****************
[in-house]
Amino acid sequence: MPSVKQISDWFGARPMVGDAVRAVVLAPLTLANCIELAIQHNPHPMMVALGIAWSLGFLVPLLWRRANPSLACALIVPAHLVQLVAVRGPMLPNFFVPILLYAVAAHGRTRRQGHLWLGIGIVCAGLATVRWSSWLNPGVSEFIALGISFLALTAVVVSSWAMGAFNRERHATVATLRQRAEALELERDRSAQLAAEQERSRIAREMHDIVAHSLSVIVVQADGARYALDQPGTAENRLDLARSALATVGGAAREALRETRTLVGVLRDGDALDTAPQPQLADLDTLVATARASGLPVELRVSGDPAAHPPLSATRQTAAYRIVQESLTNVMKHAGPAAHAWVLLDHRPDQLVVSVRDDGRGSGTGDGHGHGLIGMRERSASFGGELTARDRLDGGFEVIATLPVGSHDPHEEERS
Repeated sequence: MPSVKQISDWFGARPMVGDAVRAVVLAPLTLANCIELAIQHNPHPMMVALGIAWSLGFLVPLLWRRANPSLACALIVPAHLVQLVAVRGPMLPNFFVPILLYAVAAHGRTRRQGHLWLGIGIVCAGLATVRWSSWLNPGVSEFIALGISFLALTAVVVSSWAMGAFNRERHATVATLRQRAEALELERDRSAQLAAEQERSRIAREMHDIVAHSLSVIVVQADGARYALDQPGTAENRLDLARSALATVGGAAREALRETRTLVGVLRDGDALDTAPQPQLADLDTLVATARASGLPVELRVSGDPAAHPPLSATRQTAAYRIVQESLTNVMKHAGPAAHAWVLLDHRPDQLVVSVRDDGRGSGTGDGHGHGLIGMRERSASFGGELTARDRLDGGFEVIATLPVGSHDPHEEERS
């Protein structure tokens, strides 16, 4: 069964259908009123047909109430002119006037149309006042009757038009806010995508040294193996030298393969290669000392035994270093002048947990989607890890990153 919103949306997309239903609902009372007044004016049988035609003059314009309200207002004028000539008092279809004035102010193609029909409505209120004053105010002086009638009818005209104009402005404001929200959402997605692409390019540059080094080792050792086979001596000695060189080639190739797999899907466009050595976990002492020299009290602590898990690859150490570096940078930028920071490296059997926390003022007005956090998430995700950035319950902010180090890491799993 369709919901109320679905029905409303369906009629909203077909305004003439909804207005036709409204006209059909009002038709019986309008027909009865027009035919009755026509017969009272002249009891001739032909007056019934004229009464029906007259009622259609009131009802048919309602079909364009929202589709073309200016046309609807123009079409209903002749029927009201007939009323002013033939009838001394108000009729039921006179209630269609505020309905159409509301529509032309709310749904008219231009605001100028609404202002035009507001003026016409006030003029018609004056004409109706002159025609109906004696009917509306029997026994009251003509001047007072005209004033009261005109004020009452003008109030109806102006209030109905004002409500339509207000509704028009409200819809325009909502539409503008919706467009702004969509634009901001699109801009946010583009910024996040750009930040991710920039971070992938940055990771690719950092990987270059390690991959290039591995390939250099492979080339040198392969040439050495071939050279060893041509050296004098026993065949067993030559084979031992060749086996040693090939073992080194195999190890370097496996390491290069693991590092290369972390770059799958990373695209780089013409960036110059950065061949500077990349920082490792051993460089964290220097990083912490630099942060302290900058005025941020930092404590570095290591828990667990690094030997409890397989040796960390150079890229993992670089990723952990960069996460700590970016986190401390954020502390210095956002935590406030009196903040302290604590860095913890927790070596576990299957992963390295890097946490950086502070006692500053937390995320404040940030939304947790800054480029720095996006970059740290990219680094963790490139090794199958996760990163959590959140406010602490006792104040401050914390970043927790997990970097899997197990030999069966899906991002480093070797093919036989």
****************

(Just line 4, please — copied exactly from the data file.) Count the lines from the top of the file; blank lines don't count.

């Protein structure tokens, strides 16, 4: 069964259908009123047909109430002119006037149309006042009757038009806010995508040294193996030298393969290669000392035994270093002048947990989607890890990153 919103949306997309239903609902009372007044004016049988035609003059314009309200207002004028000539008092279809004035102010193609029909409505209120004053105010002086009638009818005209104009402005404001929200959402997605692409390019540059080094080792050792086979001596000695060189080639190739797999899907466009050595976990002492020299009290602590898990690859150490570096940078930028920071490296059997926390003022007005956090998430995700950035319950902010180090890491799993 369709919901109320679905029905409303369906009629909203077909305004003439909804207005036709409204006209059909009002038709019986309008027909009865027009035919009755026509017969009272002249009891001739032909007056019934004229009464029906007259009622259609009131009802048919309602079909364009929202589709073309200016046309609807123009079409209903002749029927009201007939009323002013033939009838001394108000009729039921006179209630269609505020309905159409509301529509032309709310749904008219231009605001100028609404202002035009507001003026016409006030003029018609004056004409109706002159025609109906004696009917509306029997026994009251003509001047007072005209004033009261005109004020009452003008109030109806102006209030109905004002409500339509207000509704028009409200819809325009909502539409503008919706467009702004969509634009901001699109801009946010583009910024996040750009930040991710920039971070992938940055990771690719950092990987270059390690991959290039591995390939250099492979080339040198392969040439050495071939050279060893041509050296004098026993065949067993030559084979031992060749086996040693090939073992080194195999190890370097496996390491290069693991590092290369972390770059799958990373695209780089013409960036110059950065061949500077990349920082490792051993460089964290220097990083912490630099942060302290900058005025941020930092404590570095290591828990667990690094030997409890397989040796960390150079890229993992670089990723952990960069996460700590970016986190401390954020502390210095956002935590406030009196903040302290604590860095913890927790070596576990299957992963390295890097946490950086502070006692500053937390995320404040940030939304947790800054480029720095996006970059740290990219680094963790490139090794199958996760990163959590959140406010602490006792104040401050914390970043927790997990970097899997197990030999069966899906991002480093070797093919036989």